Have you ever tried picking up a guitar to strum for the first time? Had a first try on a slack line? How about trying your luck on a hover board? As an adult, without prior experience these novel activities can leave some of us to feel a bit at odds with our normal sense of typical ease of performance.
This sense of discomfort with novel movements is quite common. For children, throughout development, the process of acquiring motor skills can appear (and feel) quite uncoordinated in the initial phases. It is very typical for children to have an overall unrefined approach to movement while they persist in figuring out where their limbs and body need to be. Take for example a child learning how to walk, we can easily see her active problem solving as she tries various strategies to get upright, stay upright, balance on one leg to step forward, manage uneven surfaces, etc.
Likewise, as a child grows older his approach to learning to dribble a basketball may involve a similar progression from using a wide variety of approaches involving rather exaggerated, sometimes clumsy, movements combined with overall poor targeting ability and accuracy. Over time, his approach gradually refines itself, his accuracy and “smoothness of movement” improves as does his overall success. For most children this process is mastered by and large on their own. While some instruction and feedback can help with the process, motor skills generally progress with practice, repetition and an understanding of the overall goal of the intended movement.
This is not the case for all children, however. While there is variability in children’s motor proficiency, approximately 5-6% of the population of school-age children have significant challenges specifically with the ability to plan, execute and coordinate movement. Parents of children with “Developmental Coordination Disorder” are quick to identify an overall slowness of movement, persistent awkwardness in approaching movement and a seemingly lack of consistency in strategies used by their children to accomplish specific motor goals. Distinct from a population of children with Generalized Motor Delay, Cerebral Palsy, or Muscular Dystrophy, children with Developmental Coordination Disorder experience challenges specific to coordinated activities where difficulties are often most evident around 5-7 years of age where movement skills, naturally, become more complex.
Well, to begin, what is Developmental Coordination Disorder (DCD for short)?
At present there is no known cause of DCD but research is evolving in this area and theories of possible causes are emerging.
It is thought that the cerebellum and related coordination networks of the brain are involved and more specifically that children with DCD may have difficulty taking the information they need from practice and experience to adjust, modify and improve future motor attempts.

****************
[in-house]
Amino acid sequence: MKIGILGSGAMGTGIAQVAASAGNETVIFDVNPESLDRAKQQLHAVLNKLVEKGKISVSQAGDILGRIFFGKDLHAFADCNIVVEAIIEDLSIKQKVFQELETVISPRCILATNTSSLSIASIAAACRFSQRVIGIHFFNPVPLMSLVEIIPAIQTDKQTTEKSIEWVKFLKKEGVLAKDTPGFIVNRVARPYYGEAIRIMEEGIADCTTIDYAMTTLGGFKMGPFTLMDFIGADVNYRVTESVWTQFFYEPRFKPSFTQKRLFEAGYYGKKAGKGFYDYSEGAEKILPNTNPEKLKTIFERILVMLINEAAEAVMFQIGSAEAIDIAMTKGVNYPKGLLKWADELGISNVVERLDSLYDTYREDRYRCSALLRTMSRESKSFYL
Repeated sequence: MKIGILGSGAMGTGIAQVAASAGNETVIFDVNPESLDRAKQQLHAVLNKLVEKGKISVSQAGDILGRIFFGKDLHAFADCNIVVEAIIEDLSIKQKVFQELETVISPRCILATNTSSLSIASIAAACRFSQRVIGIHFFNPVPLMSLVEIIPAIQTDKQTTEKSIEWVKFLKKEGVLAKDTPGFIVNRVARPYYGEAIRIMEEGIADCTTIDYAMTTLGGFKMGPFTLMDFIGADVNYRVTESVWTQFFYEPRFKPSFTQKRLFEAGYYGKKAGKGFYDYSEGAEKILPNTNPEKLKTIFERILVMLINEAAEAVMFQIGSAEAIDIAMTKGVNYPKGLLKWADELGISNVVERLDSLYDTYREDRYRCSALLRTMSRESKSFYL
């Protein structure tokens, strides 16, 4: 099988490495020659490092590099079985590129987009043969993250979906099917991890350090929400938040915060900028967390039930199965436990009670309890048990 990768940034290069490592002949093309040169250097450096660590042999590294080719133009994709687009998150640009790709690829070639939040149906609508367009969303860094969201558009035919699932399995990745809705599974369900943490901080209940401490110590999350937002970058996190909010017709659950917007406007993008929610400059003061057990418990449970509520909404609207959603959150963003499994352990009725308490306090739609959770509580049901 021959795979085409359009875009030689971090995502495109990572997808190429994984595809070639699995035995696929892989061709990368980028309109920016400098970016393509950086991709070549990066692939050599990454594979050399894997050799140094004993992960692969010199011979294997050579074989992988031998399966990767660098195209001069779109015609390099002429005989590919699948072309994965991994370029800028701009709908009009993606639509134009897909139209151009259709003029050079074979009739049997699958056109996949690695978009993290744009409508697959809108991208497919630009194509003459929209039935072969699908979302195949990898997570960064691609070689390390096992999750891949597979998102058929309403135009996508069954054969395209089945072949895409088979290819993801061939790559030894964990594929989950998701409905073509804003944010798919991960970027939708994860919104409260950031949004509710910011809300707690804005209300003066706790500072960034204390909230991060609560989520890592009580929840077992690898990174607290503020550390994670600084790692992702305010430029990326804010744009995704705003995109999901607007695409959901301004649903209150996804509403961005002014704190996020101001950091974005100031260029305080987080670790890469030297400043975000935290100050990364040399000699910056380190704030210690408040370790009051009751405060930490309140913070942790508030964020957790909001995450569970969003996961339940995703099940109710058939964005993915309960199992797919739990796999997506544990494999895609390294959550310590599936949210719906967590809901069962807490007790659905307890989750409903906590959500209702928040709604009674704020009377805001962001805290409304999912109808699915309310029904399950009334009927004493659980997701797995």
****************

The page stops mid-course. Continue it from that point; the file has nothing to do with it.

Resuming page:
As well, it is thought that children with DCD have difficulty controlling their posture and showing awareness of where their body is in space.
Research to date clearly highlights that learning movement skills for children with DCD involves a lot of effort. The process can be tiring and discouraging particularly when children compare themselves to other family members or peers who seem to pick up motor skills with much more ease. The good news is that intervention is very effective in supporting children with DCD. Help that capitalizes on a child’s strengths, is play-based, and that focuses on key basic skills go a long way in helping a child feel mastery. Intervention can also help to off-set challenges that often come down the line such as low self-esteem, anxiety, low physical fitness / activity levels, and social isolation.
If you are concerned your child may have DCD, you may find it helpful to use the tool called the “DCDQ” – The Developmental Coordination Disorder Questionnaire (www.dcdq.ca). If you opt to do so, fill out the assessment form available on the dcdq.ca website and take the information to discuss with your local general practitioner, paediatrician, occupational therapist or physical therapist. Our staff at Calgary Youth Physiotherapy are trained to perform specialized motor assessments that can help point you in the right direction in support of ruling in or ruling out a possible diagnosis of DCD. We also offer supportive intervention to help your child with his or her challenges.
It is also important to ensure that there are no other reasons for your child’s coordination challenges. In this way, ensuring your children’s eyes are checked routinely, and mentioning your concerns to your GP can assist in this process.
There are a number of very helpful resources at a www.canchild.ca (search “Developmental Coordination Disorder within the site) that provide information to parents, teachers and coaches in supporting a child with DCD.
Therapists at Calgary Youth Physiotherapy (CYP) are also trained in interventions that have been researched and validated to be effective in treating children with DCD. Particularly in gaining confidence and abilities in their managing the condition. Our therapists are trained in intervention strategies that help children acquire and master basic motor skills, as well as use “task-oriented” and “problem-solving” techniques proven to be effective in helping children with DCD. Our DCD approach also includes therapy techniques that tailor each child’s program to capitalize on strengths while addressing areas of weakness to bolster the child in facing daily challenges. We are also happy to support families with at-home strategies, advice for coaches and teachers that can play a critical role in supporting children with DCD in managing their diagnosis.
Timing is key. The earlier you can get help the better. The Calgary community has many resources to support children and families with DCD and we would be happy to help you get started, continue or progress your journey of support.